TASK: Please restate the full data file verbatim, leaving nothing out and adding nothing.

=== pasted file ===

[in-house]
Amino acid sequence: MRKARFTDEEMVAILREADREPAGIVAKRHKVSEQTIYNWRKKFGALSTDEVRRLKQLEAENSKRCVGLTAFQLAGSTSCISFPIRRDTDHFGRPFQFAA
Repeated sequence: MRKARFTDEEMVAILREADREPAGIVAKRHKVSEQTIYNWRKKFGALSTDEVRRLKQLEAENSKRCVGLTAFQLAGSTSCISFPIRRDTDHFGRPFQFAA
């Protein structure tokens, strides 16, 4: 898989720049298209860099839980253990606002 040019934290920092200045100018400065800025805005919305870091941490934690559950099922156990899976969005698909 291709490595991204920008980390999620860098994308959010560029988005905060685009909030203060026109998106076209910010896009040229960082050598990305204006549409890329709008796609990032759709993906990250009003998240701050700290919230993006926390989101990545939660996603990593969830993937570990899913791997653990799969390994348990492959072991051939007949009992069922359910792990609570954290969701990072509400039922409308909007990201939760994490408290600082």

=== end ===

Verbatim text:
[in-house]
Amino acid sequence: MRKARFTDEEMVAILREADREPAGIVAKRHKVSEQTIYNWRKKFGALSTDEVRRLKQLEAENSKRCVGLTAFQLAGSTSCISFPIRRDTDHFGRPFQFAA
Repeated sequence: MRKARFTDEEMVAILREADREPAGIVAKRHKVSEQTIYNWRKKFGALSTDEVRRLKQLEAENSKRCVGLTAFQLAGSTSCISFPIRRDTDHFGRPFQFAA
């Protein structure tokens, strides 16, 4: 898989720049298209860099839980253990606002 040019934290920092200045100018400065800025805005919305870091941490934690559950099922156990899976969005698909 291709490595991204920008980390999620860098994308959010560029988005905060685009909030203060026109998106076209910010896009040229960082050598990305204006549409890329709008796609990032759709993906990250009003998240701050700290919230993006926390989101990545939660996603990593969830993937570990899913791997653990799969390994348990492959072991051939007949009992069922359910792990609570954290969701990072509400039922409308909007990201939760994490408290600082």